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Augustin v. City of Philadelphia

United States District Court, E.D. Pennsylvania

June 20, 2019

LEA and GERARD AUGUSTIN, THOMAS and DONA MCSORLEY and RICHMOND WATERFRONT INDUSTRIAL PARK, LLC, Plaintiffs
v.
CITY OF PHILADELPHIA, Defendant

          MEMORANDUM AND ORDER

          JOYNER, J.

         This matter presently appears on the docket of the undersigned for disposition of the Plaintiffs' Motion for Court Review of the Clerk's Taxation of Costs. We shall grant the motion and after reviewing the costs taxed, shall disallow the videography expenses incurred in addition to the deposition transcription costs for the three plaintiffs' depositions and modify the amount taxed for photocopying expenses.

         Brief History of the Case

          This action was filed several years ago by the plaintiffs, who are residential and commercial landlords in the City of Philadelphia, seeking injunctive relief from the practice of the City's wholly-owned gas utility, Philadelphia Gas Works, of liening Plaintiffs' properties for the unpaid utility bills of their tenants. Indeed, it was not uncommon for these liens to have been imposed several years after the debts had accrued and the tenancies had ended and with little or sometimes no notice having been afforded to the plaintiff landlords/property owners beforehand.

         In disposing of various motions and other proceedings in this matter, this Court eventually: (1) granted the Plaintiff-landlords' motion for summary judgment finding that the method which PGW was following to lien the properties was violative of the procedural due process clause of the 14th Amendment; (2) certified a class essentially consisting of all owners of rental properties within the City of Philadelphia whose properties are/were subject to being liened for the unpaid gas bills of their tenants; and (3) permanently enjoined the City from continuing to use its existing methodology for imposing gas liens on the properties of the plaintiffs and members of the class. (Orders of March 17, 2016, November 30, 2016, and January 4, 2017). In a Decision issued on July 18, 2018 finding that the post-deprivation remedies available under the Pennsylvania Lien Law were sufficient to pass constitutional muster, a panel of the Third Circuit reversed and directed this Court to enter judgment in this matter in favor of the City. We complied with this mandate on November 14, 2018, and Defendant filed its bill of costs with the Clerk of Court on November 27, 2018. Subsequently and over the Plaintiffs' objections, the Clerk taxed costs and entered judgment thereon in the amount of $13, 333.49 on April 15, 2019. On April 22, 2019, Plaintiffs timely filed the motion for review of the bill of costs which is now before us.

         Discussion

          The taxing of costs is governed by Fed.R.Civ.P. 54(d)(1) which reads as follows:

Unless a federal statute, these rules, or a court order provides otherwise, costs - other than attorney's fees - should be allowed to the prevailing party. But costs against the United States, its officers, and its agencies may be imposed only to the extent allowed by law. The clerk may tax costs on 14 days' notice. On motion served within the next 7 days, the court may review the clerk's action.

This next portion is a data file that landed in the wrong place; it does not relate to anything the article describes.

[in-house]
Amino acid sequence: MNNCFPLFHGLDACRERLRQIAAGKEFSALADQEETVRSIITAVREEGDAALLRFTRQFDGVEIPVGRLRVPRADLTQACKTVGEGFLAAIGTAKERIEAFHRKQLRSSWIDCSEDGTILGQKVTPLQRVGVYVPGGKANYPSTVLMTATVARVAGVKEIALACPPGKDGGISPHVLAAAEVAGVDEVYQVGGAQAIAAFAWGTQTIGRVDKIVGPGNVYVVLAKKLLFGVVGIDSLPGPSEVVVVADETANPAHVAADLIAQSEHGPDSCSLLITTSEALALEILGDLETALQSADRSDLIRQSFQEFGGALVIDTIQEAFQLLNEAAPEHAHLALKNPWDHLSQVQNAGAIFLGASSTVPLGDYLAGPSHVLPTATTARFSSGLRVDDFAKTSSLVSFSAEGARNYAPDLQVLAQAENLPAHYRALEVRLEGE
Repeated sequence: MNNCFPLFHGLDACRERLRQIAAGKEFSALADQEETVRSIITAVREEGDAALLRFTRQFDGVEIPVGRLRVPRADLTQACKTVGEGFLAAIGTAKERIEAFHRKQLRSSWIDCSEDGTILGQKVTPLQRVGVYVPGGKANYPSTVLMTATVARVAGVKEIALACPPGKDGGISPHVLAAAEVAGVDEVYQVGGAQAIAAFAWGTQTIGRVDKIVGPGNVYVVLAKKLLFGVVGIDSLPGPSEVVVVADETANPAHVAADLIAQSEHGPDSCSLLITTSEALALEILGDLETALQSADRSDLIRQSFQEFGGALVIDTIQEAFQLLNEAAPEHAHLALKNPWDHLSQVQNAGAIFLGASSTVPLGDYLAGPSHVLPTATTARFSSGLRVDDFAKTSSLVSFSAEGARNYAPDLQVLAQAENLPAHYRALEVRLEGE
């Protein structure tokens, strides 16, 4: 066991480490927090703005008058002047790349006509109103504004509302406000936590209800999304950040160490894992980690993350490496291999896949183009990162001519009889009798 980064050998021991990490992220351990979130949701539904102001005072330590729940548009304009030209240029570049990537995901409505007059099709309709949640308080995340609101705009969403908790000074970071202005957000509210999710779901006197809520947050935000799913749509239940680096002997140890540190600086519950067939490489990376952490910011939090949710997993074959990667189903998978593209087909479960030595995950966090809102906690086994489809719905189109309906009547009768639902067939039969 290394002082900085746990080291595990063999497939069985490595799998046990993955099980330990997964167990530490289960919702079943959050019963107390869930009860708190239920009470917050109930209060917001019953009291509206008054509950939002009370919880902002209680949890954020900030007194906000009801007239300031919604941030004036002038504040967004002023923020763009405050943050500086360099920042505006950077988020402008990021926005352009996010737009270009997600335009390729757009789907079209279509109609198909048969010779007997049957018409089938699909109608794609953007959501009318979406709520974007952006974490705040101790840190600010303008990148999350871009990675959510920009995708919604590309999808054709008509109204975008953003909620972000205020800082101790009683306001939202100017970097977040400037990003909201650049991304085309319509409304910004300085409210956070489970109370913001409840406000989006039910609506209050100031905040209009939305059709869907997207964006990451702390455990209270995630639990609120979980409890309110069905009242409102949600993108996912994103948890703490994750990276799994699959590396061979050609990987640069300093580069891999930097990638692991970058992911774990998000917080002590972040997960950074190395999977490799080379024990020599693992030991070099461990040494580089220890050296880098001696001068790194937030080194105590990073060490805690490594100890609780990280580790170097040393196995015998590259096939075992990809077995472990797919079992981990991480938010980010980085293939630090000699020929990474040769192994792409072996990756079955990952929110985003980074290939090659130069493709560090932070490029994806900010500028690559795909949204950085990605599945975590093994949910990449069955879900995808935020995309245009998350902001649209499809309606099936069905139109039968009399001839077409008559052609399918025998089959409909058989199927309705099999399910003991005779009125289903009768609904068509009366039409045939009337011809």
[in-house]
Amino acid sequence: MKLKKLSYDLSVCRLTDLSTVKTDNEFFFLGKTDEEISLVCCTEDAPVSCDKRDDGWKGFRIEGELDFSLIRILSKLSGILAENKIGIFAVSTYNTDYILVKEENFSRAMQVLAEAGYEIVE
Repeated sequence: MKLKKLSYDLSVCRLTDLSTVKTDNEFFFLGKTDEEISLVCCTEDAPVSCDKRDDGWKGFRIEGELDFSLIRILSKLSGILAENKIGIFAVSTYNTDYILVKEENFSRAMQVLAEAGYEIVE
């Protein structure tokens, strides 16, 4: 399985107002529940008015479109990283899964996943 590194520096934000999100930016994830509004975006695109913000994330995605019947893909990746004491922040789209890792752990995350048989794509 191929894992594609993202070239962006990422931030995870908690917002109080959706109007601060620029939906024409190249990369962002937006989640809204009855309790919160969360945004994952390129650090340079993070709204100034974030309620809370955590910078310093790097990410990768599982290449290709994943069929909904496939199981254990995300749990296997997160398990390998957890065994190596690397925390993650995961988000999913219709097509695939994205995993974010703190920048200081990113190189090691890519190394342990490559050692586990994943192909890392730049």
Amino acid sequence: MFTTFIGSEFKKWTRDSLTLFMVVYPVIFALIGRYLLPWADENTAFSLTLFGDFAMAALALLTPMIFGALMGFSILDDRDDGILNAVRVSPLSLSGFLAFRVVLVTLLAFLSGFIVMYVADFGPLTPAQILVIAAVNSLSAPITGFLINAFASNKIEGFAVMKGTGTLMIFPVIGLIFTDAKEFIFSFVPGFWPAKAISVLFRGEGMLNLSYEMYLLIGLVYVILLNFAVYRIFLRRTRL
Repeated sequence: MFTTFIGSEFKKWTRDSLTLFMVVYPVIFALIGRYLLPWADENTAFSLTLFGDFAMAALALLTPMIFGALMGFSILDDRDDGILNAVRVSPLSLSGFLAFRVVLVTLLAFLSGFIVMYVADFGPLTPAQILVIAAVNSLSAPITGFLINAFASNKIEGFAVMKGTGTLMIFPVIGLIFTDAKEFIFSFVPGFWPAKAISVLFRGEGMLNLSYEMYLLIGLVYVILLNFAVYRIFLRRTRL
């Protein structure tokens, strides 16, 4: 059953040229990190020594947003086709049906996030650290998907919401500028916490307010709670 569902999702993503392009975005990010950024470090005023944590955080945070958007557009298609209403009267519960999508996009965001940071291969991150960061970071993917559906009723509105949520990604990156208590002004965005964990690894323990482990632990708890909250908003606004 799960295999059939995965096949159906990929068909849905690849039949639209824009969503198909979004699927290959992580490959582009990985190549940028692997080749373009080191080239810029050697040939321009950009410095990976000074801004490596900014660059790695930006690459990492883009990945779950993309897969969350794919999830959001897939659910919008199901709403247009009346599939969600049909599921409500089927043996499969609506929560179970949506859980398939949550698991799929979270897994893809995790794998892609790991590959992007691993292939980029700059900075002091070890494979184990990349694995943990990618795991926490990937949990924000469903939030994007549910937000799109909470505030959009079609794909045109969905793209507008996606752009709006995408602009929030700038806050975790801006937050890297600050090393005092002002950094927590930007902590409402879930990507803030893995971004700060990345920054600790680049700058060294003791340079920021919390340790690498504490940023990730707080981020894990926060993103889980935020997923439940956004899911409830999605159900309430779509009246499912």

By the foregoing language then, “Rule 54(d)(1) creates a strong presumption that costs are to be awarded to the prevailing party.” Galaxy Products & Services, Inc. v. Ami Entertainment Network, Inc., Civ. A. No. 12-6963, 2016 WL 304760, *1 (E.D. Pa. Jan. 26, 2016)(citing In re Paoli R.R. Yard PCB Litigation, 221 F.3d 449, 462 (3d Cir. 2000)). Although the determination is case and fact-specific, a prevailing party for purposes of Rule 54(d) is ordinarily the party in whose favor judgment is rendered. Tyler v. O'Neill, No. 03-4857, 112 Fed.Appx. 158, 161 (3d Cir. Oct. 13, 2004); Morris v. Consolidated Rail Corp., Civ. A. No. 13-3244, 2019 U.S. Dist. LEXIS 71390, 2019 WL 1894823 at *5 (D.N.J. Apr. 29, 2019). Moreover, “[i]n light of the strong presumption towards the awarding of costs, ‘the losing party bears the burden of making the showing that an award is inequitable under the circumstances.'” Montgomery County v. Microvote Corp., Civ. A. No. 97-6331, 2004 WL 1087196 at *1 (E.D. Pa. May 13, 2004)(quoting Paoli R.R. Litigation, 221 F.3d at 462-463). “Only if the losing party can introduce evidence, and the district court can articulate reasons within the bounds of its equitable power, should costs be reduced or denied to the prevailing party.” Reger v. The Nemours Foundation, Inc., 599 F.3d 285, 288 (3d Cir. 2010)(quoting Paoli R.R. Litigation, 221 F.3d at 462-463, 468). “Thus, if a district court, within its discretion, denies or reduces a prevailing party's award of costs, it must articulate its reasons for doing so.” Id. The District Court's review of an objection to a taxation of costs is de novo. Camesi v. University of Pittsburgh Medical Center, 818 F.3d 132, 136 (3d Cir. 2016); Ke v. Drexel University, No. 16-2960, 686 Fed.Appx. 98, 100 (3d Cir. Apr. 13, 2017); In re Paoli, 221 F.3d at 461.

         The litigation expenses that qualify as taxable “costs” is specified in 28 U.S.C. §1920. Race Tires America, Inc. v. Hoosier Racing Tire Corp., 674 F.3d 158, 163 (3d Cir. 2012). To be sure, Section 1920 reads:

         A judge or clerk of any court of the United States may tax as costs the following:

(1) Fees of the clerk and marshal;
(2) Fees for printed or electronically recorded transcripts necessarily obtained ...

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